It’s turning into a Hall of Fame of Year for John Slaney.
Slaney, who was inducted into the American Hockey League Hall of Fame earlier this year during the AHL All-Star Classic in St. John’s, has been announced as one of six new inductees into the Newfoundland and Labrador Hockey Hall of Fame.
Slaney, former Newfoundland Senior Hockey League players Clobie Collins and J.C. Garneau, hockey executives Marv Ryder and Glenn Stanford and longtime referee Leo Rose will be inducted into the provincial Hall Saturday on June 14 in Gander.
The announcement came all of Fame Selection Committee Chairman Gerry Evans of Mount Pearl, who took the opportunity to call for more nominations from the public.
“There are many hockey people who deserve nomination for the Hall of Fame and it is the responsibility of all of us to make certain that they are nominated and recognized,” said Evans.
Don Bradshaw of Corner Brook, Hugh Wadden of Buchans, Robin Short of St. John’s and Jack Lee of Goulds are the other members of the selection committee.
The new Hall of Fame members:
A native of Truro, N.S., Collins was member of the Grand Falls Andcos from 1954 to 1961 and with the Corner Brook Royals from 1962 to 1967. He was a member of a Herder Memorial championship team six times, three each with Grand Falls (1955, 1956, 1957) and with Corner Brook (1962, 1964, 1966).
While no official statistics kept from 1954 to 1962, in 68 games between 1962 and 1967, Collins scored 61 goals with 93 assists for 154 points. In 11 playoff series, he had 44 goals and 73 assists for 117 points
After leaving Newfoundland, Collins played with the Ontario senior league’s Belleville Monarchs and with the Jersey Devils and the Syracuse Blazers in the Eastern Hockey League.
Jean-Claude (J.C.) Garneau
Garneau, a native of Ste. Foy, Que., joined the Gander Flyers in 1965 went on to play 180 games with the team, scoring 101 goal and 213 assists for 314 points.
He played twice in Allan Cup competition, winning with the Victoriaville, Que., Tigers in 1968 and in with the Flyers when they lost to Galt Hornets in 1969.
One of the fastest skill forwards ever in the Newfoundland senior league, Garneau also played almost 150 games of professional hockey, including 17 contests with the World Hockey Association’s Quebec Nordiques. In addition, he suited up with Quebec’s North American Hockey League farm team, the Maine Nordiques, and in the Eastern Hockey League with Salem Rebels and Roanoke Valley Rebels.
A Grand Falls native, Rose spent 17 years refereeing at the highest levels of hockey in the province.
In addition to calling games in Herder senior, junior (Veitch Trophy) and extended high school play, Rose worked exhibition contests involving touring teams, including the National Hockey League’s Boston Bruins and New York Rangers.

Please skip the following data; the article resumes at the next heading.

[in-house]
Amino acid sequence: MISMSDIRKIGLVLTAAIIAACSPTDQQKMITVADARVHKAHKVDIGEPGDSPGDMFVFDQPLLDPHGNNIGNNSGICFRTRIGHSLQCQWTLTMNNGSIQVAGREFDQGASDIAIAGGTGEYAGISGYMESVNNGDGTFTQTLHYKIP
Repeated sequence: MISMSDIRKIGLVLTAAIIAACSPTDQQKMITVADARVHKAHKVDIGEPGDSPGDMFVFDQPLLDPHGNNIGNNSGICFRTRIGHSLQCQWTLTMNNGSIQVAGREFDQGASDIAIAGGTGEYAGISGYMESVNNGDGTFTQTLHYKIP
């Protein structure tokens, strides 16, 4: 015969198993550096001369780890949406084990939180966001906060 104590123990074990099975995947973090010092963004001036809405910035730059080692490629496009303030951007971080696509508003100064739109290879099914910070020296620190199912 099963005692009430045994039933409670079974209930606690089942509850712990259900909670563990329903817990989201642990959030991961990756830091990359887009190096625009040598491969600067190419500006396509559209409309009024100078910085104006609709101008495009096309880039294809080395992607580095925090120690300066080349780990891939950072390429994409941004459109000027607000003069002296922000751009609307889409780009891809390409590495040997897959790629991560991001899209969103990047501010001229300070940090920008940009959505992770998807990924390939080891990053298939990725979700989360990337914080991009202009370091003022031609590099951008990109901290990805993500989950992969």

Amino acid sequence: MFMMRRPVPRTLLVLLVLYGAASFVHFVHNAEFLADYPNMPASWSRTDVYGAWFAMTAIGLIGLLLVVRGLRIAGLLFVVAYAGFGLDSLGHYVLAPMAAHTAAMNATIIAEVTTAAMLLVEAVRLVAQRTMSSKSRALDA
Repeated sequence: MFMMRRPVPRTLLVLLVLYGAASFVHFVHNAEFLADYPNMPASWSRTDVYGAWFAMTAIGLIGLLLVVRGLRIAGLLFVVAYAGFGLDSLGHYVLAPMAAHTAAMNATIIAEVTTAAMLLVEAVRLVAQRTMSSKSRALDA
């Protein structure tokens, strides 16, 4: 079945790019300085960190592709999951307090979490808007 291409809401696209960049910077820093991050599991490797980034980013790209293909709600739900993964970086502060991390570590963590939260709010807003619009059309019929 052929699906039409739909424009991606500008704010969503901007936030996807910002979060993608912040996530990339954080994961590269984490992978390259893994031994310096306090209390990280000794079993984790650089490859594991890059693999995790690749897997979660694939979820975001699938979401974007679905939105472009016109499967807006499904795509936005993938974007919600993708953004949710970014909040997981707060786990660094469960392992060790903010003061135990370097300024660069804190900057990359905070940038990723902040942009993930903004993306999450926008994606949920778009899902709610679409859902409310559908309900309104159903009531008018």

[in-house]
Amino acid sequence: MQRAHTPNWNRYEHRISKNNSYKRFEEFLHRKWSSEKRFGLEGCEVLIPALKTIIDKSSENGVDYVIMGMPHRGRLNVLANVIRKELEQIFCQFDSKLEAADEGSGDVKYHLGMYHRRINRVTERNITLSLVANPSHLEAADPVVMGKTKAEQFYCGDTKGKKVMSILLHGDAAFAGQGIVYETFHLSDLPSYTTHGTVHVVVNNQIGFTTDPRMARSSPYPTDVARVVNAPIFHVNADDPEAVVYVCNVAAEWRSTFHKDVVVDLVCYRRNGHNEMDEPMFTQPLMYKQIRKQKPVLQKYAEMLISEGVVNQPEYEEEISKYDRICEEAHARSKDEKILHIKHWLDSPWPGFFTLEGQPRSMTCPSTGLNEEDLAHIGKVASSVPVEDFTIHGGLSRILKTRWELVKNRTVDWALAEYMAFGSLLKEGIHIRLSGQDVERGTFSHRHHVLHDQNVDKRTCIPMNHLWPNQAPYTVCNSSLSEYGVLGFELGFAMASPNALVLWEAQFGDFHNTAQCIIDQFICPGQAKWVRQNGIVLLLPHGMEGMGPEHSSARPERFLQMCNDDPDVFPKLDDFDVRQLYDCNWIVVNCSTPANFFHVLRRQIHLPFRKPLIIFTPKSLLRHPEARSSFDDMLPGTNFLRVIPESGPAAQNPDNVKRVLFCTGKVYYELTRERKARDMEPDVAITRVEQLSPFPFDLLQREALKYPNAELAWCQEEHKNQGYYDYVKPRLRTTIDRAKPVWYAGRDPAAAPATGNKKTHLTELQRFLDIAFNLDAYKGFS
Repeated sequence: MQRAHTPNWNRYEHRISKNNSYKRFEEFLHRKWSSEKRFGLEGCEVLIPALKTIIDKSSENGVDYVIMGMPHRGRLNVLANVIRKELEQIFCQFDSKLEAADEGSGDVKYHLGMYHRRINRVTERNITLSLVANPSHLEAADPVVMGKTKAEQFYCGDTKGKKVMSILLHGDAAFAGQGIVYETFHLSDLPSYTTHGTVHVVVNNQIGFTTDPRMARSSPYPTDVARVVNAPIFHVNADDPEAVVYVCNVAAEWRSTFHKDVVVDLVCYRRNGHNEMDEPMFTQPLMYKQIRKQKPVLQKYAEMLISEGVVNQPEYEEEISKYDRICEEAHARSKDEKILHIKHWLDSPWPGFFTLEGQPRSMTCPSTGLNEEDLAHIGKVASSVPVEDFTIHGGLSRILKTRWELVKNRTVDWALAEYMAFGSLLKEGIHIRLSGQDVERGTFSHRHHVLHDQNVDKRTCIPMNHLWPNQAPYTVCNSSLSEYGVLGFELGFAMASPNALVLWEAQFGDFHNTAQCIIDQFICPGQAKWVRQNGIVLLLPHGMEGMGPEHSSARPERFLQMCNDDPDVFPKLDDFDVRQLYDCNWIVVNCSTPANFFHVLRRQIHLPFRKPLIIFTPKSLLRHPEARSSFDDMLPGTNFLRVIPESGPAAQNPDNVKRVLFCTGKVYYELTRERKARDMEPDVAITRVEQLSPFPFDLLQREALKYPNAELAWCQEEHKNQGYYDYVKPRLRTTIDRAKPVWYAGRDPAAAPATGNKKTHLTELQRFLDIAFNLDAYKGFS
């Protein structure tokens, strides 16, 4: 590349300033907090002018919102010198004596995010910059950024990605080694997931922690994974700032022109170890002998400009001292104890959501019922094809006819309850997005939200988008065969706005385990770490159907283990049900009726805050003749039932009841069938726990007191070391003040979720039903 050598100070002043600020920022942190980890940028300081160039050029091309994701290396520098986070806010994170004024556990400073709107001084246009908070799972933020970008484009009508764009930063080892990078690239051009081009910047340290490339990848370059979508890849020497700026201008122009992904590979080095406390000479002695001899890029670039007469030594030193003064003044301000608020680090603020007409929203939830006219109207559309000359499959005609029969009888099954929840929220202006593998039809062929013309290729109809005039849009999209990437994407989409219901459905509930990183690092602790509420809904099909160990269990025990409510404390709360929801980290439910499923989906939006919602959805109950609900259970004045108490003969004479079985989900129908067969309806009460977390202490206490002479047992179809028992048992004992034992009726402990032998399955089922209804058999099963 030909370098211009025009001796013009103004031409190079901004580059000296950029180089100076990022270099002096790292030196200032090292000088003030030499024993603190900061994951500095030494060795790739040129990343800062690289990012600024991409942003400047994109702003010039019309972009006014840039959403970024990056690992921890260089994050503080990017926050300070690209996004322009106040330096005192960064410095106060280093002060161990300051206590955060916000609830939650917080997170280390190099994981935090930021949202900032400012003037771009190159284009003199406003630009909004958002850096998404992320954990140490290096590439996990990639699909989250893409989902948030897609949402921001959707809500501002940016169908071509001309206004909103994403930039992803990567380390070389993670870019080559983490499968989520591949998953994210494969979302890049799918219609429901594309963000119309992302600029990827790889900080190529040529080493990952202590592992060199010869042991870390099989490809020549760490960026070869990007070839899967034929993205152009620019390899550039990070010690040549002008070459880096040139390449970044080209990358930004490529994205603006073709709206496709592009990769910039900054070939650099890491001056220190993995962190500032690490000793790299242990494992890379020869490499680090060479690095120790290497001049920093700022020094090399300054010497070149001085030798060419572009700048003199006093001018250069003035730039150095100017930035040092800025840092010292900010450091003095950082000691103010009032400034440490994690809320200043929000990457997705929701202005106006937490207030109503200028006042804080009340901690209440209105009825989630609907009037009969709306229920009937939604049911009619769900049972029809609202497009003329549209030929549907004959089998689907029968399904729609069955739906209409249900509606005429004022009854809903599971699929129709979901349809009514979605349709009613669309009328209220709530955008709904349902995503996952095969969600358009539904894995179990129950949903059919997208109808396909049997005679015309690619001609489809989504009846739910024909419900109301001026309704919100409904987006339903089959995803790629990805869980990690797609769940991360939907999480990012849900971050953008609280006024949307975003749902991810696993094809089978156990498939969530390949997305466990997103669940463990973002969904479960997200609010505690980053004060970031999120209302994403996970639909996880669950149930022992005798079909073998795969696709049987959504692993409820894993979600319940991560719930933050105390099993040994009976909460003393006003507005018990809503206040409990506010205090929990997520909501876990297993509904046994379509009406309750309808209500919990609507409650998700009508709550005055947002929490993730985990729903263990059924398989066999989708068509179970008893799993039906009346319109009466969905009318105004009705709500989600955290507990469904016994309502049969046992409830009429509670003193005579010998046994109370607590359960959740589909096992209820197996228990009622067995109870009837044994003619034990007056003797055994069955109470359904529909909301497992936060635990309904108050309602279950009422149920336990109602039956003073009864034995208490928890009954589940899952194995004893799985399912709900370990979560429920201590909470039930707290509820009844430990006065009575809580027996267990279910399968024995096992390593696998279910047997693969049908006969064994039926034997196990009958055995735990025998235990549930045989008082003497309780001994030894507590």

Rose was also as referee-in-chief for Newfoundland and Labrador Hockey in 1964 and 1965.
Ryder devoted more than 30 years as a hockey executive, his service beginning with Bonavistor minor association all the way to the the presidency of Hockey Newfoundland and Labrador, holding the top job from 2000 to 2006.
Among the many honours Ryder received over the years include the Brian Wakelin Award, five selections as Bonavista-Trinity Minor Hockey Association Executive of the Year, the Federal Government’s 125th Anniversary Medal for volunteer work in hockey and a Newfoundland Amateur Hockey Association Gold Stick in 1994.
The minor hockey meritorious award Ryder received in 1995 was followed by the Canadian Amateur Hockey Association’s Outstanding Volunteer Award in 1996 and Hockey Canada’s Order of Merit Award in 2004. He was also the first recipient of the Reg Butt Award for outstanding dedication to minor hockey in the province.
After starring for the Cornwall Royals of the Ontario Hockey League, Slaney was selected ninth overall by Washington Capitals in the 1990 NHL Entry Draft, the same year the St. John’s native was named the top defenceman in the OHL and in all of Canadian major junior hockey.
Before turning pro with the Capitals’ organization, Slaney was a member of Canada’s gold-medal winning team at the 1991 world junior championship in Saskatchewan, scoring the winning goal in the championship-clinching victory over the Soviet Union.
Slaney went on played 268 NHL games with Washington, Colorado, Los Angeles, Phoenix, Nashville, Philadelphia and Pittsburgh between 1993 and 2004, scoring 22 goals and 69 assists for 91 points.
Slaney also played more than 600 games in the AHL and was twice the winner of Eddie Shore Trophy as the league’s top defenceman.
He owns AHL records for points (66) by a rookie defenceman ith Baltimore in 1992-93, most career goals (149) and the most goals in one season (30 in 1999-2000). He was the first defenceman in league history to record 500 points andm until 2011, was the league’s all-time scoring leader amongst rearguards,
A four-time AHL all-star, Slaney won a Calder Cup with the Philadelphia Phantoms in 2004-05. He also played in the old International Hockey League and in Europe.
Stanford has named the top executive with the AHL twice, in 2002 , with the St. John’s Maple Leafs and 2012 with the St. John’s IceCaps, and is one of only four people in the 75-year history of the league to twice earn the honuor.
A native of St. John’s, Stanford also won the 2005 Thomas Ebight Award for career contributions to the AHL, the James C. Hendy award from the AHL for outstanding eeecutive performance and the 1997 Ken Mackenzie Award as the AHL executive with the best promotion in a local market. He has also been chairman of the league’s Hall of Fameafter leading the way in its establishment.
Besides his work with AHL teams in St. John’s, Stanford was also president and governor of the AHL’s Hamilton Bulldogs, including 2006-07 when that team won the Calder Cup, and was president of the ECHL’s Idaho Steelheads.